Sony said Friday it is on track to report its highest annual operating profit in 20 years owing to strong sales in its smartphone component business and PlayStation console division.
The once all-conquering company, which has been emerging from a painful restructuring, said it expects its operating profit to hit 500 billion yen ($4.5 billion) in the year to March 2018.
That would be its best figures since a 525.7 billion operating profit in 1998.
Net profit in the current year would more than triple to 255 billion yen, Sony said.
Revenue is expected to grow 5.2 percent to 8.0 trillion yen, backed by strong sales of image sensors, which are key components in smartphone cameras as well as other electronics.
Sony has struggled in recent years with huge losses, leading to a broad turnaround effort by chief executive Kazuo Hirai.
The overhaul has seen Sony cut jobs and sell various divisions, including its Vaio laptop unit, in a bid to stop the bleeding.
Sony said Friday its bottom line also benefited from a one-time gain on the sale of a manufacturing subsidiary in China as well as insurance recoveries linked to a pair of deadly quakes in Japan last year.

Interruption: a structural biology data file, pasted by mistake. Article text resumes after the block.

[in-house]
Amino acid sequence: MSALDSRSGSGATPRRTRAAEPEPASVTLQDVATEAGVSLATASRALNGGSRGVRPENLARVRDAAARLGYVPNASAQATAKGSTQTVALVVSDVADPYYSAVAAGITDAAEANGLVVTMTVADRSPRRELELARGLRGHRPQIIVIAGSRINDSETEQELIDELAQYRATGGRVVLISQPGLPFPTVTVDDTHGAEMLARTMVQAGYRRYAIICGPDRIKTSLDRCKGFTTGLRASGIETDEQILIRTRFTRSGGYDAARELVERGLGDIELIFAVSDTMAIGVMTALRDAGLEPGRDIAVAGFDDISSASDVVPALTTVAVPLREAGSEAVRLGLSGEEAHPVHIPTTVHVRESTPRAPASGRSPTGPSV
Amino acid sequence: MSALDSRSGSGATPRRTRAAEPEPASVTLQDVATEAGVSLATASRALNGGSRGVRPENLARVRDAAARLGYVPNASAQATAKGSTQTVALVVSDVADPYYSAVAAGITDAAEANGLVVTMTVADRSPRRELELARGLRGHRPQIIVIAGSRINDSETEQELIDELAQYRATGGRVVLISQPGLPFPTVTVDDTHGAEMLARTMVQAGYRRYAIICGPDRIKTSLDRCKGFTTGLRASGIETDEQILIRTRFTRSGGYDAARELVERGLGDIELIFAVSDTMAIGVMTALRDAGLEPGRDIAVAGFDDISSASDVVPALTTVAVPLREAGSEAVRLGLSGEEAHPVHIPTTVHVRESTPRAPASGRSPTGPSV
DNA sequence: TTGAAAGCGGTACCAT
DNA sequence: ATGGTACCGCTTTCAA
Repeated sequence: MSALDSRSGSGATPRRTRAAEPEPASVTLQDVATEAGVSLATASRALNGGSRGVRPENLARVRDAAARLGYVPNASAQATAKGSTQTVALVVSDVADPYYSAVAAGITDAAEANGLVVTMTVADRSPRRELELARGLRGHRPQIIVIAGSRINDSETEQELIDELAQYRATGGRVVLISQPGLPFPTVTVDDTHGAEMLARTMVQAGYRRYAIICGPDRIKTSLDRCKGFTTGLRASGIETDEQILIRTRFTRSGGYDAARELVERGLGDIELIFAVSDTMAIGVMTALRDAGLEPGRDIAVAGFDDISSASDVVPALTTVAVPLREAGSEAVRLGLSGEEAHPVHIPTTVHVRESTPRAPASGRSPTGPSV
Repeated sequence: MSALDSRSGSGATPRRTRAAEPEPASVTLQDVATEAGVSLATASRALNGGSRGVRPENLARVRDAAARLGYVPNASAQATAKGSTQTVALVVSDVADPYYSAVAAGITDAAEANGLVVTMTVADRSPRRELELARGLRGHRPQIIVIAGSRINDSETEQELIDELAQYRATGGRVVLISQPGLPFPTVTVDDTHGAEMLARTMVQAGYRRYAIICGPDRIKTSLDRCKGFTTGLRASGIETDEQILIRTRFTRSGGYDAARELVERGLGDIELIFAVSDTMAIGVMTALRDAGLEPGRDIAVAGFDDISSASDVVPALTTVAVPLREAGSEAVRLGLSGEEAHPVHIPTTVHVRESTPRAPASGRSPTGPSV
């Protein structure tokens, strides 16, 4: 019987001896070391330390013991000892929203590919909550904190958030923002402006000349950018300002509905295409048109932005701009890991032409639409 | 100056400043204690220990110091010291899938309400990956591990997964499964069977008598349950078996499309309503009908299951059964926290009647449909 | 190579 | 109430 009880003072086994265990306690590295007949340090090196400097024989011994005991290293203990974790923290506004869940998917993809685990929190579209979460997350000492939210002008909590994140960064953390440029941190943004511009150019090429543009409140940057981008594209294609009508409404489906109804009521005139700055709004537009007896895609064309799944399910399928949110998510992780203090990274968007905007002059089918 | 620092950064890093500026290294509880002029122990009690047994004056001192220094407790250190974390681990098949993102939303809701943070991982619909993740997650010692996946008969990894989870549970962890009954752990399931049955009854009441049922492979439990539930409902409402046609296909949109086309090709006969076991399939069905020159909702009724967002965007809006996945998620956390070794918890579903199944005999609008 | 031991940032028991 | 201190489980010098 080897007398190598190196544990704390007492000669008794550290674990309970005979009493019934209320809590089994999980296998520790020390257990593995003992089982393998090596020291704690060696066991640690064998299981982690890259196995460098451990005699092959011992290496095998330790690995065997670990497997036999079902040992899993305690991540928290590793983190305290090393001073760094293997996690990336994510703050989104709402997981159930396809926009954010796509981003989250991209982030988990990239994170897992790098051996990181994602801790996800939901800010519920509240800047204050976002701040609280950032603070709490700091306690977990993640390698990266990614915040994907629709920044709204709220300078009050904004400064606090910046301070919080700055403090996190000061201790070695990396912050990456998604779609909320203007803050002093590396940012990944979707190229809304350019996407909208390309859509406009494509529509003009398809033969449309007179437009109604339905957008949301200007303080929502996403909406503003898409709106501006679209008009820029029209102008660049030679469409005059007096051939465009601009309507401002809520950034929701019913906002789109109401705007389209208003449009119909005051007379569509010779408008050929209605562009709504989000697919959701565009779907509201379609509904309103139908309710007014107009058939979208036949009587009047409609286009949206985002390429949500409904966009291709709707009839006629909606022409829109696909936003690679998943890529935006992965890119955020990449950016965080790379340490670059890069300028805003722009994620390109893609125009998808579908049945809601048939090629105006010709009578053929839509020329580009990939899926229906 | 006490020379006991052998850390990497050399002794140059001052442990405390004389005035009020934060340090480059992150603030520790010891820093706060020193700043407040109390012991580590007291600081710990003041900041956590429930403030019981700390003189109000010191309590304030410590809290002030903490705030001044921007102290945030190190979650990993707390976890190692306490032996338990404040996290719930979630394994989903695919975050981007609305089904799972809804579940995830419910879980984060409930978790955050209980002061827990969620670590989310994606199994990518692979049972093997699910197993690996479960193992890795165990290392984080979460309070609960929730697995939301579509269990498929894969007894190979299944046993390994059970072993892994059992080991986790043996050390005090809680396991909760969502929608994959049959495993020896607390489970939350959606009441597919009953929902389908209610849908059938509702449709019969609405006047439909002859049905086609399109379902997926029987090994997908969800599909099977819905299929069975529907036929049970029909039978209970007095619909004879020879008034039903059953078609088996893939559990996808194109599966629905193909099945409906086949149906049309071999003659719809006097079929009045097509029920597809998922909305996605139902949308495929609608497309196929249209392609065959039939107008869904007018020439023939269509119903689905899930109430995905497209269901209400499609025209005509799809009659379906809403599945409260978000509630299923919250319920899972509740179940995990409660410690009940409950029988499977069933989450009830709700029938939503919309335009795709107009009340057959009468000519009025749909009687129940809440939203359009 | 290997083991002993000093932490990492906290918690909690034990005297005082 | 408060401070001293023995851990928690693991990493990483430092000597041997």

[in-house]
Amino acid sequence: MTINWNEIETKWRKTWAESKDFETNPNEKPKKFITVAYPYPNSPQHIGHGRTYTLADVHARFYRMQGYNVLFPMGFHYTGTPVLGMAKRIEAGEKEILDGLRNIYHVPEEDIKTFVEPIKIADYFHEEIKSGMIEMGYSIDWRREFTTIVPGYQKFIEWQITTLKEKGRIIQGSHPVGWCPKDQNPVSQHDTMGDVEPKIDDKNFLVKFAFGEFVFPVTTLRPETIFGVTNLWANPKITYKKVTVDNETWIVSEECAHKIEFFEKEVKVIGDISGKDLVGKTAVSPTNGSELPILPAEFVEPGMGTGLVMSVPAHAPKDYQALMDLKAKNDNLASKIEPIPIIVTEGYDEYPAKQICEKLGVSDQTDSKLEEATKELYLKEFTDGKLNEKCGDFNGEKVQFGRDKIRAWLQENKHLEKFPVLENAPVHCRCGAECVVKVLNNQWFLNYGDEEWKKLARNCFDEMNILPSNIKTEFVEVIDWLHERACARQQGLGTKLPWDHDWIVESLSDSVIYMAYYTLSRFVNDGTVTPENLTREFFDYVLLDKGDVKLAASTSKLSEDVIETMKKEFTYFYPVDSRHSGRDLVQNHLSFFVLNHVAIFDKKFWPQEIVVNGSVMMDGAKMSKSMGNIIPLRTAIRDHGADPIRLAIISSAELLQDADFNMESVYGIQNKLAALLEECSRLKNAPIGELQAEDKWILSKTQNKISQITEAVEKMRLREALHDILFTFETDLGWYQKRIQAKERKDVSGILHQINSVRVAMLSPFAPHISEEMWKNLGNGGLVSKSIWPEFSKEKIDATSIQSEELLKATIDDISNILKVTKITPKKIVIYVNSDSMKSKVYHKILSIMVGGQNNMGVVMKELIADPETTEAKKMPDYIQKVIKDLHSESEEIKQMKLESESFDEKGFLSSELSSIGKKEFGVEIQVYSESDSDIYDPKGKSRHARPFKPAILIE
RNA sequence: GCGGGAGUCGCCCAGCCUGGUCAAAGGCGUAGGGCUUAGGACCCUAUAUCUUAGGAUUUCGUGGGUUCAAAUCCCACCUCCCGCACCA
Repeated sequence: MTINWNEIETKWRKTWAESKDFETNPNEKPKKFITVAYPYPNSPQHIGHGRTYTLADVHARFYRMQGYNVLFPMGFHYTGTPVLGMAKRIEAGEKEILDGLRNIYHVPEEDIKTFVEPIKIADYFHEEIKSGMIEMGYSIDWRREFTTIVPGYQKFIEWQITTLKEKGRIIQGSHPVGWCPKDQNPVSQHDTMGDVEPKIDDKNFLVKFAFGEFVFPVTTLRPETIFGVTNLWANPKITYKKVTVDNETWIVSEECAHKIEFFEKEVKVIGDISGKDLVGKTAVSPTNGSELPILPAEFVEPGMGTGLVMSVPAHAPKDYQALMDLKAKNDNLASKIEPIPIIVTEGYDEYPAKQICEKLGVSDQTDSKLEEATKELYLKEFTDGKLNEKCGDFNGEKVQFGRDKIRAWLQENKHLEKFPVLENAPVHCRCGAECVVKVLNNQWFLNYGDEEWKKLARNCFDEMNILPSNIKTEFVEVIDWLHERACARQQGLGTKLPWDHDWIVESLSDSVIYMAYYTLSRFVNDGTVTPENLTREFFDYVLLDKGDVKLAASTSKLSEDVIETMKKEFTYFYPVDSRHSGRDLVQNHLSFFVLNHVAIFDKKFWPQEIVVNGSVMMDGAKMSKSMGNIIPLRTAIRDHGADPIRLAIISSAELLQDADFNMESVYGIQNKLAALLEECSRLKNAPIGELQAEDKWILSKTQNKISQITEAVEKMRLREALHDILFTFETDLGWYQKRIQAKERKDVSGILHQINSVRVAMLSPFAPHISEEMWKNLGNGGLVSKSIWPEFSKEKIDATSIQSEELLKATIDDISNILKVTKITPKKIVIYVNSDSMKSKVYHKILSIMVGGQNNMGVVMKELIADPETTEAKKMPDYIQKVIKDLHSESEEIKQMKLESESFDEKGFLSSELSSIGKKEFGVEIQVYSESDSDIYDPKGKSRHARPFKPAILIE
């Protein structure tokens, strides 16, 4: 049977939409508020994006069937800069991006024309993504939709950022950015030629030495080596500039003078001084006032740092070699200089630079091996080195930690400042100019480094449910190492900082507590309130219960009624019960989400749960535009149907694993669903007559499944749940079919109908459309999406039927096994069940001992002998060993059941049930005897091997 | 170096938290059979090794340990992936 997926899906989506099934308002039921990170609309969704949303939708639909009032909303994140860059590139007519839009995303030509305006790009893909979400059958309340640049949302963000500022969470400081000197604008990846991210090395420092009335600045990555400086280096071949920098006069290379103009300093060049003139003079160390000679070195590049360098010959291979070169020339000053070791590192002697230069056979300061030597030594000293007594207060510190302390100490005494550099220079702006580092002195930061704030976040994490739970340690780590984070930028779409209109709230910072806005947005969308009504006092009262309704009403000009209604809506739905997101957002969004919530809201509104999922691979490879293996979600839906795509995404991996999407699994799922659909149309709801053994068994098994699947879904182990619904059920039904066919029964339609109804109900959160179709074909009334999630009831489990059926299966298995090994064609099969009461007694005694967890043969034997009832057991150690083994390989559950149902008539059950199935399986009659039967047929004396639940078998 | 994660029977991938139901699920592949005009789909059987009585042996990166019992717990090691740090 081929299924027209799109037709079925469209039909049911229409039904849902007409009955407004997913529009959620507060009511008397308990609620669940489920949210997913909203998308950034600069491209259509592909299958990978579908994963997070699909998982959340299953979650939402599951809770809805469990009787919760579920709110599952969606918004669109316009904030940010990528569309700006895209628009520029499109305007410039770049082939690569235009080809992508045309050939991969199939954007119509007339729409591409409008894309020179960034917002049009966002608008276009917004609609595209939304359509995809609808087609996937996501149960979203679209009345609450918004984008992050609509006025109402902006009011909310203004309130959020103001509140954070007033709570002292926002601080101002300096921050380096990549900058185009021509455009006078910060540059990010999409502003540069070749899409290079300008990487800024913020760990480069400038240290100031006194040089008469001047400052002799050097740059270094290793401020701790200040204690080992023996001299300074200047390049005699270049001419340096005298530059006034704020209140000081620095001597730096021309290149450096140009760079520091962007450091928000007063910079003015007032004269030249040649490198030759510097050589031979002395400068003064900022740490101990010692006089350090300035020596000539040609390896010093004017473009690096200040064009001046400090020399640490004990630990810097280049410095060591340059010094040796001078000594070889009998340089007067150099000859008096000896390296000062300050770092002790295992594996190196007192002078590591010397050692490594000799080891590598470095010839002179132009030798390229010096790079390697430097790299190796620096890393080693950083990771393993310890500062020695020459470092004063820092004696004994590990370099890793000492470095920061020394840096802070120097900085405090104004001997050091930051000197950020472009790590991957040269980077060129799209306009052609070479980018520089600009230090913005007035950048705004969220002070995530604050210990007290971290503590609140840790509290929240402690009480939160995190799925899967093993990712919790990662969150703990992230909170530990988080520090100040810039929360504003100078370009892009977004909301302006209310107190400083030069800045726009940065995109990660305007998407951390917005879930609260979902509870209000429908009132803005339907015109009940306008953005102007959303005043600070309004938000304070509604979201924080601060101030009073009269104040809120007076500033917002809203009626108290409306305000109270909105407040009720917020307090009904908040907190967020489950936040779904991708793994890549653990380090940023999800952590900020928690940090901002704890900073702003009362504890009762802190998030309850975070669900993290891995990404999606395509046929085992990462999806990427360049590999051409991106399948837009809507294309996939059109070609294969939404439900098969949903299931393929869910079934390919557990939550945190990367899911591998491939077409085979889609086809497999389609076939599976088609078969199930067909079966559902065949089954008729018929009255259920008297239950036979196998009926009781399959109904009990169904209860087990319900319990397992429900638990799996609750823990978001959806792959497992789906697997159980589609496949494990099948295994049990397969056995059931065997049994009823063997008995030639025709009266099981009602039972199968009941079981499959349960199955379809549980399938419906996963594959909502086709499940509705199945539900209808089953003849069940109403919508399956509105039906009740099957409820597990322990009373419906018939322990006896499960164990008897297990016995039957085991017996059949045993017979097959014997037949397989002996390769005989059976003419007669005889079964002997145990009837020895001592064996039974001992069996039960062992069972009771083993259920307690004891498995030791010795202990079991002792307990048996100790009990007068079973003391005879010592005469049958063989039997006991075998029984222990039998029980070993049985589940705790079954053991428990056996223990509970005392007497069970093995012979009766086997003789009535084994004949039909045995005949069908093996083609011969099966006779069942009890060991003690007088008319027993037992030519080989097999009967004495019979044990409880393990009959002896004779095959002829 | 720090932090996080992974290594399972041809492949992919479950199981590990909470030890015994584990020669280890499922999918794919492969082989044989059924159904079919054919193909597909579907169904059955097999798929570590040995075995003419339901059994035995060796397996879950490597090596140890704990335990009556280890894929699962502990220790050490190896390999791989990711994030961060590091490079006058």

Major firms including Sony and Toyota temporarily shuttered factories following the tremors, hitting production and sales, while costs will also include repairing damaged buildings.
"Its gaming sector remains a strong earnings driver, while the TV and camera businesses are steadily recovering too," said Yasuo Imanaka, an analyst at Rakuten Securities in Tokyo, before the earnings were published.
"One concern is the fate of its film division. It will take time to put it back on a recovery track," he added.
Sony has taken a nearly $1 billion write-down at its movie unit as Sony Pictures' latest woes included box-office disappointments such as a reboot of the Eighties classic "Ghostbusters" with an all-female cast and "Inferno", a sequel to the "Da Vinci Code".